Skip to main content

PawTracks may earn a commission when you buy through links on our site.

Can you RV with dogs? Not without installing these 3 safety essentials first

Traveling with your dog can be an adventure unlike any other, no matter the destination. For pups who enjoy being on the road — and who don’t suffer from motion sickness — spending some time traveling in an RV can be especially fun. The wind in their fur and all their favorite folks with them. Can it get any better?

Actually, it can. There are a few small yet life-changing RV accessories that can turn a regular old RV into the safest relaxation space for your four-legged friend. From a few obvious additions to some more unique accessories, we’ve considered them all to bring you the most important, most effective safety tools for dogs.

For RVs with dogs, consider these pet care travel essentials:

Temperature-control essentials

Even the most modern RVs with top-notch air conditioning systems can have a hard time keeping up on the hottest days. Especially if you’re traveling somewhere like the American Southwest, you’ll want to have multiple backup plans in case your dog overheats.

Temperature alert systems

Anyone can read a thermometer, but you’ll need something a little more advanced to get instant access to weather safety information. Luckily, there are a number of RV temperature monitors and alert systems that will keep you in the know no matter where you are. This is especially important if your furry friend stays unattended in the RV during your trip, even for short amounts of time.

Remember, even though an RV is a lot larger than a passenger car, it can still get too hot to be safe when left in the sun for a while. Don’t make your best buddy face that heat!

Instead, invest in an RV temperature alert system like the Waggle RV/Dog Safety Temperature and Humidity Sensor. This device monitors and informs you about weather conditions at any location with just a few clicks on your phone — no WiFi necessary. Now you’ll be able to check on your pup’s environment in an instant, so you’ll know before anyone else if conditions become unsafe.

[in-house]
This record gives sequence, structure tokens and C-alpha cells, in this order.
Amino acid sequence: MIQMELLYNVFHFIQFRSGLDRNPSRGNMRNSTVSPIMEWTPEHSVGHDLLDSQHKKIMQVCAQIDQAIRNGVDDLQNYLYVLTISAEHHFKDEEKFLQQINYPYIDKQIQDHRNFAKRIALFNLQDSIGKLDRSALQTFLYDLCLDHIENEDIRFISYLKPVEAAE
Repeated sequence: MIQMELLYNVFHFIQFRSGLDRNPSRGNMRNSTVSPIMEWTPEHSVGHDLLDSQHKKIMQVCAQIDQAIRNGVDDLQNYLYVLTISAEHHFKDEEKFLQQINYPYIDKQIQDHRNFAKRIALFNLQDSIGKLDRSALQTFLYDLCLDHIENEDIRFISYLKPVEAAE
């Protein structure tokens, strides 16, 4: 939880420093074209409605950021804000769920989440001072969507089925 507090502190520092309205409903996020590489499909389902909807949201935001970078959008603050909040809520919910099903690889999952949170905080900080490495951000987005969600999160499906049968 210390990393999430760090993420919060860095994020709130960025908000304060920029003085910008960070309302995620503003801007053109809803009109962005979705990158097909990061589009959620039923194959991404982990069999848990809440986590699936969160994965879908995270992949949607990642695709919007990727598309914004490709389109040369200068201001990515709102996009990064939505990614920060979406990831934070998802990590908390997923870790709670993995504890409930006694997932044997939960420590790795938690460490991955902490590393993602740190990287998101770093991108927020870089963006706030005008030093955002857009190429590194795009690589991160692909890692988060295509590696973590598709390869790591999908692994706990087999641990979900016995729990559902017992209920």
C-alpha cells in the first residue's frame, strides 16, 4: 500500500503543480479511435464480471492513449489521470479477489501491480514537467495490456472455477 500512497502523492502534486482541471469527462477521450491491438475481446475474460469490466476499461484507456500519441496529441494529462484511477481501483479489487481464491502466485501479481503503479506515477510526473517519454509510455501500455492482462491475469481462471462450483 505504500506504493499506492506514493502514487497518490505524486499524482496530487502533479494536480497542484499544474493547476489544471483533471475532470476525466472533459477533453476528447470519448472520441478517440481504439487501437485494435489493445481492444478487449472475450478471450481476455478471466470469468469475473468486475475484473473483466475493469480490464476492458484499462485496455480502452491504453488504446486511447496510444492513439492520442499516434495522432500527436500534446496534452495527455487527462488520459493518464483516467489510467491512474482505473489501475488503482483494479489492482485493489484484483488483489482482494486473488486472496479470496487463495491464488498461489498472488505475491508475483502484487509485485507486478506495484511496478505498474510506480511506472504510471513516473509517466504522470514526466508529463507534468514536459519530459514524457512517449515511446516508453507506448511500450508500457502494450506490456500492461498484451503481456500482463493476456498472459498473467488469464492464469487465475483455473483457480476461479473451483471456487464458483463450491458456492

RV sunshade

Another way to keep your RV cool during the summer months is to create your own shade. Retired meteorologist Jim Lushine told the Florida Sun-Sentinel that air in the shade can measure in at 10 to 15 degrees lower than the air exposed to direct sunlight—but this is a phenomenon that can be felt on any warm day.

To keep your RV and your precious pup from overheating, you may want to shop for a windshield sunshade. This will keep the wheel, dashboard, and front of your vehicle out of the sunlight, though window coverings and awnings can be just as helpful for the sides of the RV. This artificial shade is also a great way to give yourself or your pooh a little extra privacy, so it’s a win-win!

A person hugs and kisses their Yorkshire Terrier outside of an RV
Image used with permission by copyright holder

Identification methods

Even if your dog is going to stay within the safety of your vehicle, you’ll want to give him at least one form of identification in case of an emergency.


Many animal rescues and veterinarians recommend trying out a microchip for your dog. It’s programmed to hold your contact information in case anyone finds your buddy wandering about. Madison Animal Care Hospital warns about one common misconception, though: unlike what many pet parents think, microchips are not GPS-enabled. They do not help you locate your dog, but they do ensure that your information stays with your pet no matter where they go.

ID tag

Collars and ID tags are an even more popular way to keep a dog identifiable, and they’re even required at some parks and campgrounds. Luckily, collars are super comfortable for most dogs to wear. Plus, they come in so many adorable colors and designs, so your pet’s personality won’t be compromised one bit. Remember to keep your dog’s ID tags up-to-date with your most recent information, and you’re good to go!

A Maltese dog looks out of the window of an RV
Image used with permission by copyright holder

Portable exercise pens and gates